Just as You Did It

protest on streets
…‘Truly I tell you, just as you did it to one of the least of these who are members of my family, you did it to me.’
(From Matthew 25:40)

It is reassuring that we are members of Christ’s family. It is reassuring that if we treat each other as Jesus treated others that we are treating Jesus that way.

Who are members of your extended family? Who do you treat with respect, care and love as Jesus showed us and commanded us?

There is a cancer in our country that is hurting us all. It is the cancer of anger and hatred—hatred for the another’s race; hatred of another’s politics; hatred of another’s religion; hatred of another’s criminal justice views; hatred of another’s World Health Organization views; and on and on.

Is this how Jesus wanted us to treat the least of these who are members of his family? With so much hatred in the world, how are we to show the love of Christ to others? How are we to be ‘little Christs’ to those who do not have our particular understanding of how people should live?

With the US election happening in just a couple more months and a few days, it seems the hatred is building. People are striking out against the other side making life scary for many people.

An argument arose among them as to which one of them was the greatest. But Jesus, aware of their inner thoughts, took a little child and put it by his side, and said to them, “Whoever welcomes this child in my name welcomes me, and whoever welcomes me welcomes the one who sent me; for the least among all of you is the greatest.”
(Luke 9:46-48 NRSV)

If the least among us is the greatest, how can we treat each other in such a way that destroys others’ property, cutting people down based on their ethnicity or religion? How can we allow uninhibited shootings on our streets that have killed the least of these—children innocent of any harm to others!!? How can we stand quietly by as police shoot unarmed individuals? How can we not support those who are trying to maintain law and order? 

So, demonstrations against the government occurs because of what is happening on our streets. Protesters oftentimes turn in to rioters who destroy innocent owners’ property and loot stores. It’s a conundrum that we stand for people who are oppressed, but allow others to hurt bystanders and business owners as they protest for the same thing we are protesting.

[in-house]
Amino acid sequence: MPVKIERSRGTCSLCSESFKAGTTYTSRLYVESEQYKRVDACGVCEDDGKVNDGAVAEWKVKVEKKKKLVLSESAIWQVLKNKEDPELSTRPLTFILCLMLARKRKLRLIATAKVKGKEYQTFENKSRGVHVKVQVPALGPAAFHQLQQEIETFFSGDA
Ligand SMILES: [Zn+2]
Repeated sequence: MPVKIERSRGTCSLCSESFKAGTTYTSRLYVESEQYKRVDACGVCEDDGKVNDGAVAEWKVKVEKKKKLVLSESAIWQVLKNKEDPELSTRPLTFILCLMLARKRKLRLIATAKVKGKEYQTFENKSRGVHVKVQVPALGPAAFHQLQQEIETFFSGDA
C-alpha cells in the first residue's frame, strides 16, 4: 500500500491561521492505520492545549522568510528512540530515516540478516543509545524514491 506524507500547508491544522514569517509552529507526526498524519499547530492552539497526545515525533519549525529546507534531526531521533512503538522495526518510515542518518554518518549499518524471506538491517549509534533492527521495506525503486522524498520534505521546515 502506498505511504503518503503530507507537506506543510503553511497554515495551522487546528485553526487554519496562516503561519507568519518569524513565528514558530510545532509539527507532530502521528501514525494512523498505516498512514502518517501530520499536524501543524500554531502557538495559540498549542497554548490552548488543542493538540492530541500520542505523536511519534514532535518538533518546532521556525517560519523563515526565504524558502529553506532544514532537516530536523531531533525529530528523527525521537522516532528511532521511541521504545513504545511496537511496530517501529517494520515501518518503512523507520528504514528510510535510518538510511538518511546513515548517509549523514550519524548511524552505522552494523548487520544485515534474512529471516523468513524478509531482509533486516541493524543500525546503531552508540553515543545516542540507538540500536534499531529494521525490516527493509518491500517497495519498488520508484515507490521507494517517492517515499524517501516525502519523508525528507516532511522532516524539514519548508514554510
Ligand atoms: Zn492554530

I don’t know about you, but I am tired of the hatred we are experiencing. How can we as Christians—the body of Christ—reflect how Jesus wants us to treat each other? How can we stand up against injustice but not stand up for the innocent that are being hurt by the protests?

Prayer, for me, is the answer. Pray for our politicians to be concerned for everyone in our nation and our world. Pray for the protesters to show compassion for their just cause and show kindness to the general public and business owners. Pray for ecumenical work between all religions for the just cause of those in need. Pray for our criminal justice system for equity in their treatment of all. Pray for the just treatment of those who are responsible to maintain law and order in our country and the world. Pray for the World Health Organization that cures can be found for diseases that are hurting so many in our world such as COVID-19. Pray for the United Nations to unite for justice for all. Pray for healing of anger and hatred in our world. Pray for our own eyes to be opened by the healing Spirit to see how we should treat and welcome the ‘least among us’; least of these who are members of our own human family and help us to be ‘little Christs’ to others.

Let us pray...

In the certain hope that nothing can separate us from your love, we offer these prayers to you; through Jesus Christ, our Savior and Lord.
Amen.

Paul Malek

Paul Malek

ELCA Pastor
St. Paul Lutheran Church
Ontario, Oregon

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This Post Has 2 Comments

  1. Sarah H

    Hi Paul,
    I appreciate the call to prayer. Prayer is an absolutely necessary and effective part of the life of faith. Yet I would like to offer a bit of nuance if I may. There have been times past (both personally and corporately) where I have witnessed prayer being used as a way to give us an emotional release while letting us off the hook from having to do the work of justice and mercy. We are called to take up our cross and follow Christ into the messy and uncomfortable spaces that require us to be salt and light. I believe prayer gives us wisdom and discernment so that we are able to navigate those spaces with grace and integrity. Prayer sustains us in the moments that look like defeat. In prayer we invite God to be with us and affirm that God is already present. Prayer is an absolutely vital tool of discipleship but is not a substitute for the work of actively serving “the least of these.”

  2. Mary Braudrick

    Thank you, Paul, for your wisdom re: prayer; and, Sarah, for your reminder re: the work. Both take discipline & dedication to our Calling in Christ.

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